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Parents should nurture their children’s gifts and talents from a tender age.

By Harrison Otieno

Have you ever felt that if your gift was nurtured from a young age you would have been in a different space in life? Probably a thousand times. You keep regretting and being bitter for those responsible for you when you were young, your parents most likely. Sometimes the bitterness and regret turn into anger and resentment. You may end up hating them. You are not alone. Such is the situation for many young people in Kenya today. Donald is 18 years old and has just finished high school. He loves art and football. He spent a lot of time drawing while he was in high school. He stopped because his mother discouraged him. She thought he wouldn’t concentrate on his studies if he spent too much time drawing. He never drew since. This has messed him psychologically because he has lost touch with drawing, something he used to love. He says that drawing requires consistency for it to remain alive. Once you quit regaining the skill is a nerve-racking process. His love for football began much earlier than drawing. In primary school, he was already in a local football club in their home area in Kayole. Their team performed so well and they were sponsored to travel to Germany. His mom however refused to let him go because she feared that she might lose him in Germany. Another time he came home late from training and his mom was furious. She banned him from playing football so he had to quit. He had a good relationship with his coach who wondered why a kid as talented as him would quit. According to him, his mom interfered with his bright future twice. It is a pain he has to bear for the rest of his life. Due to this, he is not on good terms with his mother. Chris, age 21, also loves drawing and football. Like Donald, he also quit because his dad discouraged him from drawing while he was in high school, at form two. Whenever his dad found him drawing, he would tell him to focus on his studies and stop drawing silly things. That particular statement hurt him so he quit drawing for good. Upon completing high school he burnt his drawing books and the memories with them. Chris is currently a journalism and digital media student and he regrets quitting drawing. He realized that drawing is creative and invaluable as an added skill in journalism. However, he has refused to give up on his gift and always tries to draw to recover his skill. Though it is not as good as it used to be, he is hopeful he’ll get there. For football, his mother discouraged him since he joined high school. He however could not let it go because he played football since he was a kid. His mother took it as disobedience and rebellion and caned him every time he came home after playing. He could not keep up with the abuse and he quit. He however went back to playing football after finishing high school. He used to accompany his friend for training in their team. Trying to revive his skills, he still feels that his football isn’t as good as it used to be when he was young. What pains him more is that some of his football childhood playmates play better now and even signed in to football clubs. He envies them because their parents supported them while his discouraged him. Donald, Chris, and many other young people feel that they would be in a different space in life if their gifts were nurtured from a young age or if they were not interfered with. This is a calling to all parents and guardians to not only focus on their children's education but also help them nurture their gifts, as they are influential in paving the way for a fruitful and successful life. Parents should also be supportive of their children and not ban them from exploiting their gifts as it has a long-lasting psychological effect on them.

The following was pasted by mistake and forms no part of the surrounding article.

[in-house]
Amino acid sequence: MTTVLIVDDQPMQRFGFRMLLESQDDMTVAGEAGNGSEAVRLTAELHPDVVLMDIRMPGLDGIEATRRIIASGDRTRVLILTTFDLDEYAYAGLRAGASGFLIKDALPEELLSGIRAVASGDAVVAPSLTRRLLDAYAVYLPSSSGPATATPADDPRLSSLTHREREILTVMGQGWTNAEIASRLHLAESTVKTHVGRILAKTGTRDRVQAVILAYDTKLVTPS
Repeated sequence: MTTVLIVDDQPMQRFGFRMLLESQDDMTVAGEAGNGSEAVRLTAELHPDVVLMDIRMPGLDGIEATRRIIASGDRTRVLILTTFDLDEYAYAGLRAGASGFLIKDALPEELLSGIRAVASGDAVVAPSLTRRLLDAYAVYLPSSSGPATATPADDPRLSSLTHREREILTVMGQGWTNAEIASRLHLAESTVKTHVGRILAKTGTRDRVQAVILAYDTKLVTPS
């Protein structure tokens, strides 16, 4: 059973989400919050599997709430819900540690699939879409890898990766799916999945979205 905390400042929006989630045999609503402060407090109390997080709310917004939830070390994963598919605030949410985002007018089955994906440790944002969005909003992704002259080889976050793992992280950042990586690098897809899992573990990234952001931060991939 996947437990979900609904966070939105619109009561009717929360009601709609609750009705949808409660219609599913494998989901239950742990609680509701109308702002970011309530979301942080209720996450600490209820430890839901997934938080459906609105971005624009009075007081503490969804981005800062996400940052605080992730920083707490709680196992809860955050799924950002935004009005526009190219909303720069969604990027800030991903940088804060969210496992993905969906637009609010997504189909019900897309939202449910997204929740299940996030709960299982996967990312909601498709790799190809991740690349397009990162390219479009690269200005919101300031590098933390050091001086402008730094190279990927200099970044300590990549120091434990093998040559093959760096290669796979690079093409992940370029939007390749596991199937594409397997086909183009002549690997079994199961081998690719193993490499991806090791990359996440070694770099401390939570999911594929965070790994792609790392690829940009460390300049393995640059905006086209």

Author

Eugyne Ochieng